Bridging the gap

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By David Birk & Sepideh Moghadam – Managing Directors of Black Belt Compliance, LLC

 

Navigating the intersection of ethical values and compliance always challenges company leadership. While lawyers are capable of ascertaining what is required for compliance – meaning what is a violation of law or regulations – people routinely disagree on what is ethical behaviour.

Companies often promote values that include highly-regarded principles, such as integrity, inclusiveness, fairness, sensitivity to customer needs and mutual respect. However, there is a gap between values and compliance that must be bridged to create a company culture that is strong enough to withstand the challenges and crises to which companies are constantly exposed. It is the job of the board and senior management to create that culture. That much is clear. How to build and sustain such a culture is more elusive.

It is the purpose of this article to suggest an approach that is often bypassed in a company’s attempt to build a strong culture.

Where company values and compliance meet

Many ethics and compliance programmes focus primarily on compliance, with less emphasis given to creating a culture that goes beyond avoiding criminal conduct. Companies and their compliance officers can find rationale in the US Federal Sentencing Guidelines for concentrating on programmes that raise awareness of criminal conduct and take steps to detect and avoid such conduct –but they do not tread very deeply into the less charted waters of company ethics and values.

Nevertheless, most codes of conduct include references to values and an ethical aspiration to ‘do the right thing’. What, then, bridges that gap between matters of law and values?

Helping to avoid reputational damage

Company pronouncements about values and ethics supposedly apply to the organisation as a whole, including senior management and the company’s board of directors – not just to rank and file employees. Such concerns often go well beyond the lapses of lying, cheating and stealing. They extend to maintaining the positive reputation of the company and fostering an ethical society and a good place for employees to work. Yet, too many companies remain silent about serious ethical issues affecting the company’s business model until they are confronted head-on with specific challenges to their profitability. Under these circumstances, when company leaders do respond, they often unfortunately appear to be pandering to their own profit motives rather than fulfilling a desire to uphold their company values.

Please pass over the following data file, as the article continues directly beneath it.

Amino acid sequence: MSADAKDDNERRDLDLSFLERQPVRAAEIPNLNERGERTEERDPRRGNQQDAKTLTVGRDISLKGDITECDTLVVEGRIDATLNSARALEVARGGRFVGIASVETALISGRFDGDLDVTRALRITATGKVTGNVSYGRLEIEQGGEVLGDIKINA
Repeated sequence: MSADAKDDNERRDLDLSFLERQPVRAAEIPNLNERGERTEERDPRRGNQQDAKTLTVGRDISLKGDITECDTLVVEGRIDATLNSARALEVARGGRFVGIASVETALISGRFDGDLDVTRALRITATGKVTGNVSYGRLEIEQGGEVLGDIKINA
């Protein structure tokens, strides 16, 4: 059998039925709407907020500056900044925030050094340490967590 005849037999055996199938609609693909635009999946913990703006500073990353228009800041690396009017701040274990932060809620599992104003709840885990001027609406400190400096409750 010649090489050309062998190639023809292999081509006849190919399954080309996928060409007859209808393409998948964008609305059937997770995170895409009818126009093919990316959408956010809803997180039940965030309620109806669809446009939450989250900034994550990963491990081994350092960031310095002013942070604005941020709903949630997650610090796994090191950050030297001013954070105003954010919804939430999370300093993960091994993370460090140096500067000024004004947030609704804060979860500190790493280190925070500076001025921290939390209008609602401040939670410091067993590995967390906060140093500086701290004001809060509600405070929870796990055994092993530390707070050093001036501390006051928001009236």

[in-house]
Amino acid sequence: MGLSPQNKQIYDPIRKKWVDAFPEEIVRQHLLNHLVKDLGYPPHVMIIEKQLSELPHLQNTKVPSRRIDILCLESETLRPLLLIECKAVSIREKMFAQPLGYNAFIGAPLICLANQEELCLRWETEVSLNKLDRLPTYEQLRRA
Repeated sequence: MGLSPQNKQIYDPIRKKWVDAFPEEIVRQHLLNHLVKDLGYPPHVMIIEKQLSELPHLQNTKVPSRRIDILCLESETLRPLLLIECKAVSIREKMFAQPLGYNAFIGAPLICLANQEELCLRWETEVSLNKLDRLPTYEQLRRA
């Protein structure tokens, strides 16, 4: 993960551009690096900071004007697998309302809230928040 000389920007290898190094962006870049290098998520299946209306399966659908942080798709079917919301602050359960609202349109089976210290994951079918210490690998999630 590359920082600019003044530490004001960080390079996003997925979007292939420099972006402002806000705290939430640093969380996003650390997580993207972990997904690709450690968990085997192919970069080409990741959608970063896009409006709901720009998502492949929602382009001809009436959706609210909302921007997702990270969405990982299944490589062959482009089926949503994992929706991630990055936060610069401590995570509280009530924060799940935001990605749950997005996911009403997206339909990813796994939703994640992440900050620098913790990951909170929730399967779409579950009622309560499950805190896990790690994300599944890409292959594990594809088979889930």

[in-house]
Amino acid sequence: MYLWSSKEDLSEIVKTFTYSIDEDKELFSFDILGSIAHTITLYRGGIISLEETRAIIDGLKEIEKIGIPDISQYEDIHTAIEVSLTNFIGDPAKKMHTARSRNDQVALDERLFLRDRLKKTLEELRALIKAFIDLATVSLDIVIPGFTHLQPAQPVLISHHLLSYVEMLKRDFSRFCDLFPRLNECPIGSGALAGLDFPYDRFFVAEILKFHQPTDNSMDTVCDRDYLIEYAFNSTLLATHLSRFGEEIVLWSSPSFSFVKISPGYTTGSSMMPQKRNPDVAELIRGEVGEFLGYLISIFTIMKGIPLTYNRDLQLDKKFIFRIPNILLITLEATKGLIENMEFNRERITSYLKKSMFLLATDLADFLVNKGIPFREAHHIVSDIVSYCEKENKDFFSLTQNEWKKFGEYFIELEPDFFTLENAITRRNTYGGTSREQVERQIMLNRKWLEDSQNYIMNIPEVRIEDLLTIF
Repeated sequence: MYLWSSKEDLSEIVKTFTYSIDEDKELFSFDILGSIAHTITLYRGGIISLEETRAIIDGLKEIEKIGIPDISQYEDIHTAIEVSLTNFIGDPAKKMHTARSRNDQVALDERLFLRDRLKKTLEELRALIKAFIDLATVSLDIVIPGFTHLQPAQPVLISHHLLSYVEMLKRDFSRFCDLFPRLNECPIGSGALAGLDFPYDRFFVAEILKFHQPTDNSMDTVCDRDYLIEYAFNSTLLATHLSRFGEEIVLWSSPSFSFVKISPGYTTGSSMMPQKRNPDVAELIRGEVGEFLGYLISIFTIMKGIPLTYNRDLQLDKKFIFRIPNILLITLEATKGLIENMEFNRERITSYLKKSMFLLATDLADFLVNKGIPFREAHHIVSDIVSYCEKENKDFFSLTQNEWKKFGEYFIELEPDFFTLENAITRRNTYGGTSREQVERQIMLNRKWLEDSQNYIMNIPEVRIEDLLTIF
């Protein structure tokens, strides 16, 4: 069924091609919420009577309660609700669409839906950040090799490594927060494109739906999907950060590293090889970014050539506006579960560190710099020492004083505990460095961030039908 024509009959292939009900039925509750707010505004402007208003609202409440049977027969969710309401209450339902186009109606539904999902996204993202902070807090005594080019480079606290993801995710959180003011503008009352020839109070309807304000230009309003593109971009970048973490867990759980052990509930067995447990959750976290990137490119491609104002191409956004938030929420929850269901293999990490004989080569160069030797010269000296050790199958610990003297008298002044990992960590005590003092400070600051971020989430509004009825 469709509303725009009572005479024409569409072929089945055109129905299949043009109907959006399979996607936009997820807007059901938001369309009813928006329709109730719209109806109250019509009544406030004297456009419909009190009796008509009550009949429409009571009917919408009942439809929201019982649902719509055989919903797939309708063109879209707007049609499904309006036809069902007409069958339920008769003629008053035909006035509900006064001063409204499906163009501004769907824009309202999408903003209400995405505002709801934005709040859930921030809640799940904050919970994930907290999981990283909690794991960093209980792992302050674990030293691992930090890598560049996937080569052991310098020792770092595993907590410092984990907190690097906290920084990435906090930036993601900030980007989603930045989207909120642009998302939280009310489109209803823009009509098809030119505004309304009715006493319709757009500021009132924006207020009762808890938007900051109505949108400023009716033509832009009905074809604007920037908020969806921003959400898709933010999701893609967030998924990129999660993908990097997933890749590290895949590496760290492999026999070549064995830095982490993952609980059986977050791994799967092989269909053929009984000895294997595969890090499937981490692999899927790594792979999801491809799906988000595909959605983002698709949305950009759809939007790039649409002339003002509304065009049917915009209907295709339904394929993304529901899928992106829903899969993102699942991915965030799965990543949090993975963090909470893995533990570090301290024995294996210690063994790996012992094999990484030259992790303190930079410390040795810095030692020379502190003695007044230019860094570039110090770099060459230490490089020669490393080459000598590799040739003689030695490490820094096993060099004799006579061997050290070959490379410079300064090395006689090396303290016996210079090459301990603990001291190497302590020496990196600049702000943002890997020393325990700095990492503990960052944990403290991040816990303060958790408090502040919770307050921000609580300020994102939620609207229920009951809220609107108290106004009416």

Here are a few examples that have made the news headlines.

Avoid the knee-jerk reaction

A tragic building collapse in 2013 in Bangladesh killed more than 1,100 garment workers. Since then, western clothing retailers have invested in initiatives to inspect and remediate safety violations in many of Bangladesh’s nearly 6,000 garment factories. Other efforts have been made to raise wages and curb outlandish employment practices. But even with some pay increases and consistent overtime, most garment workers in Bangladesh still do not make a ‘subsistence’ wage necessary to support themselves and their families.

Western retailers have recoiled from doing more for the Bangladesh labour force. Apparently, the pressure from consumers has not been strong enough to force companies to find a solution to these abysmal working conditions. Most westerners would agree that these conditions offend ethical principles and values. But retailers with an eye toward their own profitability provide little hope that much will change in the near future.